War Fantasies

“So it goes”. Life, death, sex, massacre. It is easy to romanticize war because it is unreal to many of us. It is a jumbling of mangled emotions, too hollow to be taken seriously and too restive to be neglected. It is the modern tragedy of Don Quixote.

An old acquaintance of mine used to bug me on and on about his war fantasies (something I assume every guy would have to some extent sooner or later in his life). Not just any  fantasies – he was very particular in his taste – they were fantasies of himself overlooking the battlefield like something of a Roman god, with war cries booming chariots racing and shields clashing, a good old fashioned Battle of Actium in all its glory.

I dismissed his naiveté with outright albeit slightly unjustified contempt, knowing that war as it is cannot be as neat as they are described in history textbooks. Ironically, I would rather believe in the wars renditioned in fictions, because the war on a grand scale is simply a show, bereaved of its humanity and are therefore too easily exploited as senseless statistics for some military agenda, whereas it doesn’t do nearly as much justice to the individuals that actually die for the war, for something they are too confused to believe in. The battlefield in Iliad and Aeneid is epical, but even if they actually exist, I doubt that it would look very similar in the eyes of the warriors to the pictures in our illusions without the fancy CGIs. If contemporary military practice can be said to be somewhat organized and disciplined thanks to advanced technology, then conventional wars can be described as a scrambling at best.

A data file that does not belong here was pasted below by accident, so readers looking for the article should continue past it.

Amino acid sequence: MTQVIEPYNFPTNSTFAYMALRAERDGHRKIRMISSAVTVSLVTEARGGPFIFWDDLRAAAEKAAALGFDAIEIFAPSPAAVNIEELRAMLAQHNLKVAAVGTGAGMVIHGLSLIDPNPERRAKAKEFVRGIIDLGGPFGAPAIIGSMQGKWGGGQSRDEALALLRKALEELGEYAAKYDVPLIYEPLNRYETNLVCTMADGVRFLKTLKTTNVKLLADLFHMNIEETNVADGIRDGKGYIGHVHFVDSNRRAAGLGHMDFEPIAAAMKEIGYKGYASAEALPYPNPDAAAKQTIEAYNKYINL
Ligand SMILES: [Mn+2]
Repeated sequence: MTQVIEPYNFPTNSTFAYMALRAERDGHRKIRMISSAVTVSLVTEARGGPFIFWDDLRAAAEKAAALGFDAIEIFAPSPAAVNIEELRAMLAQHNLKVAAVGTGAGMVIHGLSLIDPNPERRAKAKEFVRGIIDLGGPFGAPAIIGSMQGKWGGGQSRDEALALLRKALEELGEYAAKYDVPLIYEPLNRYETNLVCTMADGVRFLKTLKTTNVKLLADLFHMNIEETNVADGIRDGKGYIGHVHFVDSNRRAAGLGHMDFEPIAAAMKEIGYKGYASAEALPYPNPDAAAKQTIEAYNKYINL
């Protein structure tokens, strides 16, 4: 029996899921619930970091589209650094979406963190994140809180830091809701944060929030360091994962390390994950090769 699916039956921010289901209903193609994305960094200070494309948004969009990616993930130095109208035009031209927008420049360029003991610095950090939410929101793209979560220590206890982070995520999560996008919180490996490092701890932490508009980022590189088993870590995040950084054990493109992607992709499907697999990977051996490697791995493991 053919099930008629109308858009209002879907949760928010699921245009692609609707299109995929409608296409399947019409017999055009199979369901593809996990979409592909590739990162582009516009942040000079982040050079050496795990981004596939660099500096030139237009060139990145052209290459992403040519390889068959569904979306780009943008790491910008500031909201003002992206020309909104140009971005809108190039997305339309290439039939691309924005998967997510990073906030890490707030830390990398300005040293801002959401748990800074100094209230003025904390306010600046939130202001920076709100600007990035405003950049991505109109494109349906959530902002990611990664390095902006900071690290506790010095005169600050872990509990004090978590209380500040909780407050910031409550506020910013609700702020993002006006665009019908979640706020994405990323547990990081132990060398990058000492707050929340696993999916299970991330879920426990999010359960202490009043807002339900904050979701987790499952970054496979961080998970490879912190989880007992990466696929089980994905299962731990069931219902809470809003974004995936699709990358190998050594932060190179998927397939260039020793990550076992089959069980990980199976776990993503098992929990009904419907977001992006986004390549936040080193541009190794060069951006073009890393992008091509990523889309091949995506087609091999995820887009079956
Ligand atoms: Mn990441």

Ideologies don’t fight the war. Fame, honor, freedom, none of it matters when you are facing the blood, the dead, the splitting din and clamor, the splattering earth. War is fought by crude, slipshod human instincts, governed by a single, almost mechanic force to carry on that precedes everything else, and there is no room for the glorious, only the basest human reflexes in its bare savagery. It is every soul for itself.

To love is to love in single-mindedness, without reason, without compassion, because in fiercely clinging on to it it would have been tantamount to the will to survive. It’s like in For Whom the Bell Tolls when Robert Jordan looks at Maria in her sleep and wishes for her a good night sleep because it is the only wedding ring he could ever afford her.

“I love you. I’ll wait for you. Come back. Come back to me.” In Atonement Robbie holds on to the letters from Cecilia at first with a sense of hope; and then when “the sight of a corpse becomes a banality”, he holds on to them with almost religious rigidity, when their love becomes almost a hallucination that he forces himself to remember.

“So it goes”, like in Slaughterhouse Five. Life, death, sex, massacre. It is easy to romanticize war because it is unreal to many of us. It is a jumbling of mangled emotions, too hollow to be taken seriously and too restive to be neglected. It is the modern tragedy of Don Quixote.

This is a girl’s war fantasy.